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What Will Happen to the Gulf Coast If the Oil Industry Retreats?

Hurricane Harvey pummeled the country’s energy infrastructure, and there are few incentives in place to promote renewables.
Smoke is released into the sky at an oil refinery in Wilmington, California
Smoke is released into the sky at an oil refinery in Wilmington, CaliforniaBret Hartman/Reuters

During this year’s record-breaking hurricane season, oil rigs and refineries were just as exposed as any structure on the precarious Gulf Coast, and their owners were limited to the same options as everyone else: evacuate, prepare, and hope the storm was merciful. The devastation Harvey and other storms left behind illuminates just how defenseless oil and gas infrastructure is in the face of hurricanes that are growing in magnitude and frequency and challenging the permanence of the oil and gas industry's presence in the Gulf.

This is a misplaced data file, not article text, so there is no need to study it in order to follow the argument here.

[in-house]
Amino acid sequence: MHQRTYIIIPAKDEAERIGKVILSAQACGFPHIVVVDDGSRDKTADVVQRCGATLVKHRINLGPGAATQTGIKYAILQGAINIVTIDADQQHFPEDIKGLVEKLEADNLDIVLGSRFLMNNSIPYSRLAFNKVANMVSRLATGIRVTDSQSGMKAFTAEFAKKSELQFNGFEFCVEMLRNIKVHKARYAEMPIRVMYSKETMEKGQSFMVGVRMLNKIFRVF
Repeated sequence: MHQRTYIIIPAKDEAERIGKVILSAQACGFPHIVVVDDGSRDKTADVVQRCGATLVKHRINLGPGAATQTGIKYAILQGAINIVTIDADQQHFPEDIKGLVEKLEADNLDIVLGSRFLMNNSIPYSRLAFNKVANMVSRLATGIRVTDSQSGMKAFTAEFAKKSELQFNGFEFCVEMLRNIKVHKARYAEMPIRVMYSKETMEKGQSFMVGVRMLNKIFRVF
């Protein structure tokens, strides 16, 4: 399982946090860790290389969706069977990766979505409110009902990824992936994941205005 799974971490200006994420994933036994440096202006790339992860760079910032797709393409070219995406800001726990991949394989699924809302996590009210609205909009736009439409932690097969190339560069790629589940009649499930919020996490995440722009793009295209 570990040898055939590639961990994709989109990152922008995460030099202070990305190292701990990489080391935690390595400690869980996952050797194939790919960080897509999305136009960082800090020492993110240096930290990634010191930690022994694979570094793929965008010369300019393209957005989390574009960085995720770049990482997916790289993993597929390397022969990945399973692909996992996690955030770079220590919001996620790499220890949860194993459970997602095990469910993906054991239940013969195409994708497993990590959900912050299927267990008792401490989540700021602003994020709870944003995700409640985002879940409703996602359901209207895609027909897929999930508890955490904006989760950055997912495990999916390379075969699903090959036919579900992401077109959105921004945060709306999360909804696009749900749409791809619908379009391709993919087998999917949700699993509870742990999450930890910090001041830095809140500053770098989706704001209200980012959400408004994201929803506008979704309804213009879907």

Harvey shut down 22 percent of the nation’s refining capacity, vitally disrupted the oil and gas transportation networks that deliver energy to much of the U.S., and caused damage to facilities that leaked more than a million pounds of dangerous air pollutants into communities around Texas. The road back to full operational capacity will take weeks, if not months.